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I have developed a PHP web app. I am giving an option to the user to update multiple issues on one go. In doing so, sometimes the user is encountering this error. Is there any way to increase the lenght of URL in apache?

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5 Answers 5

183

Under Apache, the limit is a configurable value, LimitRequestLine. Change this value to something larger than its default of 8190 if you want to support a longer request URI. The value is in /etc/apache2/apache2.conf. If not, add a new line (LimitRequestLine 10000) under AccessFileName .htaccess.

However, note that if you're actually running into this limit, you are probably abusing GET to begin with. You should use POST to transmit this sort of data -- especially since you even concede that you're using it to update values. If you check the link above, you'll notice that Apache even says "Under normal conditions, the value should not be changed from the default."

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  • I tried using POST at first, but this is an update operation on the database, and I am refreshing the orginal page using the values that were originally posted to that page.
    – JPro
    May 23, 2010 at 12:42
  • 9
    JPro: Updating a database is more or less the exact reason you would use POST. Nothing about using POST precludes you from populating the same form with the fields that were just posted, so I'm not sure what you mean by that. May 23, 2010 at 12:45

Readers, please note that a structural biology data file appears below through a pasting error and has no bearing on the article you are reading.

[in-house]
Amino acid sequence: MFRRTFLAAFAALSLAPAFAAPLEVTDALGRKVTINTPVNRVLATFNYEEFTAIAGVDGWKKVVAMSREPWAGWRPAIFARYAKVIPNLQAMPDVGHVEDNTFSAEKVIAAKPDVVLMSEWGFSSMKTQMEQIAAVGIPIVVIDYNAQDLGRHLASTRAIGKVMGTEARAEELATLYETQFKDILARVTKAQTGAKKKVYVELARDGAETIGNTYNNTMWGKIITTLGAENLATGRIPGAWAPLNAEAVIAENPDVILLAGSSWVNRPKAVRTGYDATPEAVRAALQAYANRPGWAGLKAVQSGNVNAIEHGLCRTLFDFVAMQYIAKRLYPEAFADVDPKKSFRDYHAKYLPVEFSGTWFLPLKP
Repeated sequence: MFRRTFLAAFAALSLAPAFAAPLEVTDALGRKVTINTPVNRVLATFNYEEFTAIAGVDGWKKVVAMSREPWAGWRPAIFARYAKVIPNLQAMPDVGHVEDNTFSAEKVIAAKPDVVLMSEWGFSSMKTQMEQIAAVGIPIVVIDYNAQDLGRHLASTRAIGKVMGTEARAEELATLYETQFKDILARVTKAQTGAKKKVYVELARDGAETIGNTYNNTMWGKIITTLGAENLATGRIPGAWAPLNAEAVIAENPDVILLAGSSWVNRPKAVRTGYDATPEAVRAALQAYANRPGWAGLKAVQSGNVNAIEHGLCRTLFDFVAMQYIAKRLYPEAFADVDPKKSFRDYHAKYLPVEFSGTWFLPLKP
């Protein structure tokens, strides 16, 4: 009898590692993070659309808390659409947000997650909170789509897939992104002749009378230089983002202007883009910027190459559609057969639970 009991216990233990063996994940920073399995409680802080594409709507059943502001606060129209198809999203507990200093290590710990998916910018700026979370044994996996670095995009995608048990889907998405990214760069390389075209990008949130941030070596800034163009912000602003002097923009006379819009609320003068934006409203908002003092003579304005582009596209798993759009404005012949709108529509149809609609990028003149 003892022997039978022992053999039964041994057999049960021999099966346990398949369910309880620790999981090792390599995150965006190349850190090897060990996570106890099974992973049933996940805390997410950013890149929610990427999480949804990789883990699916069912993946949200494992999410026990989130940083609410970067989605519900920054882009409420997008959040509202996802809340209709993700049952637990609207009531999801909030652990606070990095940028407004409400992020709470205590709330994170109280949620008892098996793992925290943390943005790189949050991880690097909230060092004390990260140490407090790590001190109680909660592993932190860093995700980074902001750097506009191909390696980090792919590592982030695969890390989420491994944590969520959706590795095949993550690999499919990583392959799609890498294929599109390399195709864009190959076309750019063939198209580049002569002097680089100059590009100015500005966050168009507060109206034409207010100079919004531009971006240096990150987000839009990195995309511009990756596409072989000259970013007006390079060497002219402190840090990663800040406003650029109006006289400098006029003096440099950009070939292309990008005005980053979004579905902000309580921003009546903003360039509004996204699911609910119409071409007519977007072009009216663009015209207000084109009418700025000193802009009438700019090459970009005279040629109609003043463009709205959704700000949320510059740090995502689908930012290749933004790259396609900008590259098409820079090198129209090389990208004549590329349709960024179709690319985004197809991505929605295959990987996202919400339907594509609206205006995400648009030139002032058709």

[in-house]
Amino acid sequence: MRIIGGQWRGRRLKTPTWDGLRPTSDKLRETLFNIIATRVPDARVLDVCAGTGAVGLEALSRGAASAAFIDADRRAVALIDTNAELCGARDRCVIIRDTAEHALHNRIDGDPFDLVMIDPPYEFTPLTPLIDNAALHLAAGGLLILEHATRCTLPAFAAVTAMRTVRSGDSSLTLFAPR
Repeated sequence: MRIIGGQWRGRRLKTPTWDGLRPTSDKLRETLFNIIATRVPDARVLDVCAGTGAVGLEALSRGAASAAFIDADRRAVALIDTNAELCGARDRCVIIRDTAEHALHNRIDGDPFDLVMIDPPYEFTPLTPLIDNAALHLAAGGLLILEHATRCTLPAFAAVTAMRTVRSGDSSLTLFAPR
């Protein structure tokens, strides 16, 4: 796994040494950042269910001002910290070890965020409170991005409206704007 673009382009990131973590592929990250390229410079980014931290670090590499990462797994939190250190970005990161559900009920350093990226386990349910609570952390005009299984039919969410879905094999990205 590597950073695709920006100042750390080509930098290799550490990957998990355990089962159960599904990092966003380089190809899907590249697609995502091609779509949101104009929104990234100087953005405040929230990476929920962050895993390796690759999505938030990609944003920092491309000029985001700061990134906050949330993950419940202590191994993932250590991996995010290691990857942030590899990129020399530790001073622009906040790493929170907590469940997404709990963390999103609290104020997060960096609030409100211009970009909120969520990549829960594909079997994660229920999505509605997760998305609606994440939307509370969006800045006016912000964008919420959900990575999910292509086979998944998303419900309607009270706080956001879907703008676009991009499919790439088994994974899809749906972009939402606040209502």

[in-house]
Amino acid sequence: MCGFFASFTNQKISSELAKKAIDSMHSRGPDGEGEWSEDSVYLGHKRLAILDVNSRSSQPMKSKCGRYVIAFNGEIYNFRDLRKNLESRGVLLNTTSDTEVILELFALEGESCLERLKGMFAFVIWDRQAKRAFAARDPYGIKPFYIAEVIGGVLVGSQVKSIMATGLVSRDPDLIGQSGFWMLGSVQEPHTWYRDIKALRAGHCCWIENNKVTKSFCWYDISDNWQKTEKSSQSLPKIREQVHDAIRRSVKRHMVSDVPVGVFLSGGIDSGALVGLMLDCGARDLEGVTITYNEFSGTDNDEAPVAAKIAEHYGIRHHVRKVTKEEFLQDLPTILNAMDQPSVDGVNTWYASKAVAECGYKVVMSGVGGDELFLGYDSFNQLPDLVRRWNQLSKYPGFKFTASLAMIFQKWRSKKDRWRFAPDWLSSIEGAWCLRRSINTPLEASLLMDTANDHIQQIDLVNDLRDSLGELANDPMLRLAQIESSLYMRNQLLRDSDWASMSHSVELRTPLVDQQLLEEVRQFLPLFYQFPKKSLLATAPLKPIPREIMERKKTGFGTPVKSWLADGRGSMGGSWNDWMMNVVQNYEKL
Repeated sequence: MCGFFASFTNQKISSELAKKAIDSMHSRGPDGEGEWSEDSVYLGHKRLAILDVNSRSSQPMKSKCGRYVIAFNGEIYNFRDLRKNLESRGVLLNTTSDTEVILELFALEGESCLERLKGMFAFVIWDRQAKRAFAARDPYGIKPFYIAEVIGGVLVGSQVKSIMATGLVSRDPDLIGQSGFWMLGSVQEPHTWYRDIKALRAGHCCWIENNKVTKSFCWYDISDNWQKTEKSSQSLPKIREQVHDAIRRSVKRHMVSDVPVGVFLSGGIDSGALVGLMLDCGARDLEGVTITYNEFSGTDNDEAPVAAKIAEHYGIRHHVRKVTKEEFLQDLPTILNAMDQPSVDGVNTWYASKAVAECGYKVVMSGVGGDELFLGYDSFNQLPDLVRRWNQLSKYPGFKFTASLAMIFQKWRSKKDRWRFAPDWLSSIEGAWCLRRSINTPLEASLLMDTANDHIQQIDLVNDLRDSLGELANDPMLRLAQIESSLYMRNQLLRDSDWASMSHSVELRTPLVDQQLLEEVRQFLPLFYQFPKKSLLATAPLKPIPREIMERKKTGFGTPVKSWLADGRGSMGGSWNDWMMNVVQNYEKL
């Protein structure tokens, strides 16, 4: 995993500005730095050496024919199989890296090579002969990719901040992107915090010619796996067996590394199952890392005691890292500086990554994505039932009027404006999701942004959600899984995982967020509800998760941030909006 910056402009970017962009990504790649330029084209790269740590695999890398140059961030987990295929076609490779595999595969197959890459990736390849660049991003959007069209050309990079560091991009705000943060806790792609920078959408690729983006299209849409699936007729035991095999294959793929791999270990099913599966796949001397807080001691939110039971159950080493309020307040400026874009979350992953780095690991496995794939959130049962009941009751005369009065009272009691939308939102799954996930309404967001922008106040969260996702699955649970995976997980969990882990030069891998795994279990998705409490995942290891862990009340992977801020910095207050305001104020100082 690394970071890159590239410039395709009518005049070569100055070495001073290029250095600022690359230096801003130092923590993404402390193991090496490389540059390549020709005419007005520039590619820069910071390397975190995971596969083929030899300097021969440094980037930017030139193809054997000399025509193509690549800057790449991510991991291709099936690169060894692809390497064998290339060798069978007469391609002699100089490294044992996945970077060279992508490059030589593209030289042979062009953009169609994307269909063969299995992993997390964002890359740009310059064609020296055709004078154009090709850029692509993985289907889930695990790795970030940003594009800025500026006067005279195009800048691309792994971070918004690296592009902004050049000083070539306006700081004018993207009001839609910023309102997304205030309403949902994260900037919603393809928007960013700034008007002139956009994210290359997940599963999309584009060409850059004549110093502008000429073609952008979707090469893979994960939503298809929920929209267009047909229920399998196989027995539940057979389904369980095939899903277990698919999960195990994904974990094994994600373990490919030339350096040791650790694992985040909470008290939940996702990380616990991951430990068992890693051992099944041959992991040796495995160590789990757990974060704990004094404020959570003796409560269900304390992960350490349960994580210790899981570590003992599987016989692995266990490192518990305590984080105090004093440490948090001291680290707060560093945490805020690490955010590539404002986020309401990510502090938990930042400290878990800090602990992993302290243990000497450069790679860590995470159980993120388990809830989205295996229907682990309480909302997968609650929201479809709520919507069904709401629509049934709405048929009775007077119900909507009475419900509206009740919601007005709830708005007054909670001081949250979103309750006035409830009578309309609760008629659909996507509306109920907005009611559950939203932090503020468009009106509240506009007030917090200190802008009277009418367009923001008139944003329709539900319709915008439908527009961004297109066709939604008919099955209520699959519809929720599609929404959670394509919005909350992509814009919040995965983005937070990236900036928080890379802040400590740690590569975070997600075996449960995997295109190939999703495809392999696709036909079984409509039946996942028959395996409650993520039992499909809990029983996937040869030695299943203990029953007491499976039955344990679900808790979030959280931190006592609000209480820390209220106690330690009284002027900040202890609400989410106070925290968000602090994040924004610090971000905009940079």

• 1
    @JPro: The usual technique in that case is to POST to the same page. The handler for the page (which can be the same code for both GET and POST) first checks for POST parameters, handles them if it finds them, then returns the page with the proper values filled in, which will be either the updated values (if POST and the update succeeds) or the original values (if GET, or if POST and the update fails). If the update fails, you can even have per-field error messages describing the failure. Sep 4, 2012 at 15:06
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    I figured this out pretty late, so I would like to share it. If you can't find the word LimitRequestLine anywhere in your httpd.conf file, just add the line yourself anywhere you like. For example: LimitRequestLine 100000 Aug 9, 2013 at 14:36
  • 1
    "it can not fixed" tells me nothing. Also, I'm not sure Apache will allow 100k request lines; that's a really over-the-top size. You probably need to rethink your approach, and use something else besides GET if you have that many query parameters. May 4, 2016 at 14:45
18

Based on John's answer, I changed the GET request to a POST request. It works, without having to change the server configuration. So I went looking how to implement this. The following pages were helpful: